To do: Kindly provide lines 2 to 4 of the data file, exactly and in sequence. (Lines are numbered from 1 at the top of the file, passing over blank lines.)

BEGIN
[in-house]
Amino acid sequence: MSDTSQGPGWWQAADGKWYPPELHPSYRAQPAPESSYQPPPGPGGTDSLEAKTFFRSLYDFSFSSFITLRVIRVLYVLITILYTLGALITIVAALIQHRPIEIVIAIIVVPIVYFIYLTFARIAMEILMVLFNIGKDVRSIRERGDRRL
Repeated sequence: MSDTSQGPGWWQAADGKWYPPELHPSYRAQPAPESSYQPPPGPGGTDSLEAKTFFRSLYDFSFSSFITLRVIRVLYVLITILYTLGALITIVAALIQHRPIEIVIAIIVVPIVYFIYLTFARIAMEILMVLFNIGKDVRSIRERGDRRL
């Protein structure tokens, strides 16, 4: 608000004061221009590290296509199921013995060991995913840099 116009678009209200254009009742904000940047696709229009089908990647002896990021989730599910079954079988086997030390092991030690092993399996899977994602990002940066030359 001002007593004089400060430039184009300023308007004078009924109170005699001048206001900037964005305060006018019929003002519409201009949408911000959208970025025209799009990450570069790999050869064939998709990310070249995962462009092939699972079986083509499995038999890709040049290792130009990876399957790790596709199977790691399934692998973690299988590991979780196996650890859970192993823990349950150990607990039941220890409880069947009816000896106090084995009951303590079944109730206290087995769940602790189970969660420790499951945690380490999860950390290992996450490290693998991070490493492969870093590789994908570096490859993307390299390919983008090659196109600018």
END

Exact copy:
Amino acid sequence: MSDTSQGPGWWQAADGKWYPPELHPSYRAQPAPESSYQPPPGPGGTDSLEAKTFFRSLYDFSFSSFITLRVIRVLYVLITILYTLGALITIVAALIQHRPIEIVIAIIVVPIVYFIYLTFARIAMEILMVLFNIGKDVRSIRERGDRRL
Repeated sequence: MSDTSQGPGWWQAADGKWYPPELHPSYRAQPAPESSYQPPPGPGGTDSLEAKTFFRSLYDFSFSSFITLRVIRVLYVLITILYTLGALITIVAALIQHRPIEIVIAIIVVPIVYFIYLTFARIAMEILMVLFNIGKDVRSIRERGDRRL
């Protein structure tokens, strides 16, 4: 608000004061221009590290296509199921013995060991995913840099 116009678009209200254009009742904000940047696709229009089908990647002896990021989730599910079954079988086997030390092991030690092993399996899977994602990002940066030359 001002007593004089400060430039184009300023308007004078009924109170005699001048206001900037964005305060006018019929003002519409201009949408911000959208970025025209799009990450570069790999050869064939998709990310070249995962462009092939699972079986083509499995038999890709040049290792130009990876399957790790596709199977790691399934692998973690299988590991979780196996650890859970192993823990349950150990607990039941220890409880069947009816000896106090084995009951303590079944109730206290087995769940602790189970969660420790499951945690380490999860950390290992996450490290693998991070490493492969870093590789994908570096490859993307390299390919983008090659196109600018």